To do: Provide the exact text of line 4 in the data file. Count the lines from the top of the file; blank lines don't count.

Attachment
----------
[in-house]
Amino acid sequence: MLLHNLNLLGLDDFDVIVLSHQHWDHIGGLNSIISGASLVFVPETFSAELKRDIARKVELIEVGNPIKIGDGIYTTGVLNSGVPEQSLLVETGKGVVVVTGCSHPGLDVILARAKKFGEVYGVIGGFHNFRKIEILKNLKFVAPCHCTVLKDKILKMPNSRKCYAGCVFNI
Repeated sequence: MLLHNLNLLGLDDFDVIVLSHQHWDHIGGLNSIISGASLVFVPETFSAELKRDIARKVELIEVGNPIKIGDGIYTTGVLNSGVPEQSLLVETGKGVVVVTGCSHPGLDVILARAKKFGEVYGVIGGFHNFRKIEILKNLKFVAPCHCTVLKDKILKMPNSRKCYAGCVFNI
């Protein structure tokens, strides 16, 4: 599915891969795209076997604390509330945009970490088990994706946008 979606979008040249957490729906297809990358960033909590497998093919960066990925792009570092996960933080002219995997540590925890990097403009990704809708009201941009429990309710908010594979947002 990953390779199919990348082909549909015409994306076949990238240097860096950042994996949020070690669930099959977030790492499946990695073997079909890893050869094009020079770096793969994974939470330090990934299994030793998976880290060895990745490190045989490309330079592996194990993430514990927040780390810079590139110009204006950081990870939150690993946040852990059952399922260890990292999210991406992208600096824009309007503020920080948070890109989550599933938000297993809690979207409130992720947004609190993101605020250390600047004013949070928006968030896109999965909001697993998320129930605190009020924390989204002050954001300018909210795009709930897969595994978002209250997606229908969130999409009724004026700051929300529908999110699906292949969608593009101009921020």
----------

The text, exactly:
């Protein structure tokens, strides 16, 4: 599915891969795209076997604390509330945009970490088990994706946008 979606979008040249957490729906297809990358960033909590497998093919960066990925792009570092996960933080002219995997540590925890990097403009990704809708009201941009429990309710908010594979947002 990953390779199919990348082909549909015409994306076949990238240097860096950042994996949020070690669930099959977030790492499946990695073997079909890893050869094009020079770096793969994974939470330090990934299994030793998976880290060895990745490190045989490309330079592996194990993430514990927040780390810079590139110009204006950081990870939150690993946040852990059952399922260890990292999210991406992208600096824009309007503020920080948070890109989550599933938000297993809690979207409130992720947004609190993101605020250390600047004013949070928006968030896109999965909001697993998320129930605190009020924390989204002050954001300018909210795009709930897969595994978002209250997606229908969130999409009724004026700051929300529908999110699906292949969608593009101009921020």